Growing a Shoe

The partnership between scientists, artists, and designers has often produced exciting and transformative technological advances. In particular, Humans have been capitalizing on bacteria for centuries and this last decade was no different, bringing about many exciting new advancements. Between CRISPR methods, biohybrid batteries and oil spill eating microbes, bacteria are long overdue for a profuse thank you. One novel technology in particular makes use of the cellulose-producing bacteria K. rhaeticus. Certain strains of the bacteria have been genetically manipulated to produce higher yields of bacterial cellulose. Cellulose, the stuff that makes up the inside of plant walls, is the most common polymer found on earth and is an amazing biomaterial. Not to mention it’s edible! In fact, K. rhaeticus is one of the many bacteria found in the popular drink Kombucha. 

Bacterial cellulose is malleable, stronger than plant cellulose, and has a variety of applications. One designer and researcher, Jen Keane, has employed the bacteria to produce shoes that resemble the well known silhouettes of sneakers produced by Nike and Adidas. This is in part thanks to the flexibility when working with the bacteria. For example, their tiny size allows them to create more detailed weaves than what would be possible on a traditional loom. Scientists will string a piece of yarn into any shape which acts as a biological scaffold for the bacteria to embed in and produce their cellulose around. The process takes around 10-14 days for the upper area of the shoe to be grown and requires no sewing. Jen Keane’s work for her Master’s degree can be found on her website and her project regarding the microbial weaving is titled, “this is grown.”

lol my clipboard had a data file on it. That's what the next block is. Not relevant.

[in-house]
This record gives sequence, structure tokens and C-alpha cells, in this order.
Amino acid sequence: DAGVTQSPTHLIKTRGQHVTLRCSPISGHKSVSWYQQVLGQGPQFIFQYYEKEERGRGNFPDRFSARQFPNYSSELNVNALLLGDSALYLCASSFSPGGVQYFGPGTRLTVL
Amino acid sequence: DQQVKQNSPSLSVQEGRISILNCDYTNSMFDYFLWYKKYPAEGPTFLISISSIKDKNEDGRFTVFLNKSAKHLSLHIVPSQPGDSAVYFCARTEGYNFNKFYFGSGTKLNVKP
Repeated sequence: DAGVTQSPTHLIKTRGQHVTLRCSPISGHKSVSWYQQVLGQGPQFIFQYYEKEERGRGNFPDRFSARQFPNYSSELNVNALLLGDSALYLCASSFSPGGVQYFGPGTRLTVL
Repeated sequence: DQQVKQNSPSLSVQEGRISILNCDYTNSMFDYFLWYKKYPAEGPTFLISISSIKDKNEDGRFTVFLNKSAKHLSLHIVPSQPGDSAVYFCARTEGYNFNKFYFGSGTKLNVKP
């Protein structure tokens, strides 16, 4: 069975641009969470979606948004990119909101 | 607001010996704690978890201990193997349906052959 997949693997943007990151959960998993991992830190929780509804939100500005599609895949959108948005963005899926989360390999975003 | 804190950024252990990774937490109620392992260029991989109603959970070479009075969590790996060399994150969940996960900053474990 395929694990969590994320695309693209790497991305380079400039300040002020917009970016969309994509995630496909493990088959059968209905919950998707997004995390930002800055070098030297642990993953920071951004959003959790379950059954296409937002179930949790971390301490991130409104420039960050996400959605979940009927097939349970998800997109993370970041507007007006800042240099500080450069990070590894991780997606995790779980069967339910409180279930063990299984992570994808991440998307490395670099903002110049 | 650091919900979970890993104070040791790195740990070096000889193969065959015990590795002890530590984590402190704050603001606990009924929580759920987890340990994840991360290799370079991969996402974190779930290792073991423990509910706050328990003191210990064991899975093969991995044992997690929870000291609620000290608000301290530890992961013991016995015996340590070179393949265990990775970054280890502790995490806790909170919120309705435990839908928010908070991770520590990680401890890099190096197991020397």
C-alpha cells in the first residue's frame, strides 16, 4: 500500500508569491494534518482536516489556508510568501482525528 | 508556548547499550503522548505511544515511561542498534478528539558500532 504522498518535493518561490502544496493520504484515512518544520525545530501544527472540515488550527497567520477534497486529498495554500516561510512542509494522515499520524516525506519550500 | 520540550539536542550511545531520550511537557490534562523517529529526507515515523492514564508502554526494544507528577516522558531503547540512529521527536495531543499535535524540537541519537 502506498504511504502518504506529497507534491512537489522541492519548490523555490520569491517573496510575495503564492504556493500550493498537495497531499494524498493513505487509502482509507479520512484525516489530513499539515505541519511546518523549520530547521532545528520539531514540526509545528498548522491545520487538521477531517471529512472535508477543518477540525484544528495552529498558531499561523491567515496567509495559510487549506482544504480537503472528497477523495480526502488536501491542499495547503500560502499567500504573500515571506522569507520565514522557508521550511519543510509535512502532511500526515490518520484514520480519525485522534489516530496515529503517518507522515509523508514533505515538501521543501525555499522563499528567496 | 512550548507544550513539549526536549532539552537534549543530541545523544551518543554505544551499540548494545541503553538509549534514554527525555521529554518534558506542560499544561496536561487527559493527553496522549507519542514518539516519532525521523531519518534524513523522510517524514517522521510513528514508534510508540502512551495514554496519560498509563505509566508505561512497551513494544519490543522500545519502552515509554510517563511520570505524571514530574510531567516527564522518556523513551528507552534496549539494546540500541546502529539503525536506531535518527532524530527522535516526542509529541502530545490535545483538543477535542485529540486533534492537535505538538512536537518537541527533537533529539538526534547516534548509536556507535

In addition to its other desirable characteristics, bacterial cellulose has an edge when it comes to sustainability.  Americans dispose of around 70 pounds of textile waste annually. The majority of these textiles are made of plastic fibers like polyester, acrylic, and nylon. Unfortunately, when washing these plastic fabrics the short fibers that they are composed of are released into the water and eventually make their way into the ecosystem. Once in the ecosystem they end up in the bodies of fish and create long-term pollution due to their inability to decompose quickly. In stark contrast, bacterial cellulose is biodegradable and can be made to order, further cutting down on material waste. Unfortunately, bacterial cellulose is still expensive to produce and the process needs to be improved upon. However, this may be an indication that a functioning textile made of bacterial cellulose may not be too far off. More importantly, these sorts of cutting-edge projects will be essential as we move away from manmade fibers and the unethical aspects of the fashion industry. 

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